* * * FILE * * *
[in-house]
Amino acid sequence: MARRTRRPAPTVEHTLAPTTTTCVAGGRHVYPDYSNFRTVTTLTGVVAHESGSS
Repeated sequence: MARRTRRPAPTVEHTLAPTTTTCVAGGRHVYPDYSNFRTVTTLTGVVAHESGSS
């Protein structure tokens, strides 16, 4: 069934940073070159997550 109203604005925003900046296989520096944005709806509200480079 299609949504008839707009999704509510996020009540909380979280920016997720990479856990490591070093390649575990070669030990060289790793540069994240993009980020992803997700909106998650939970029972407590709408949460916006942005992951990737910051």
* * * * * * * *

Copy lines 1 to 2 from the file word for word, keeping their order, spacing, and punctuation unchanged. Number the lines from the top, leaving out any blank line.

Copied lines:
[in-house]
Amino acid sequence: MARRTRRPAPTVEHTLAPTTTTCVAGGRHVYPDYSNFRTVTTLTGVVAHESGSS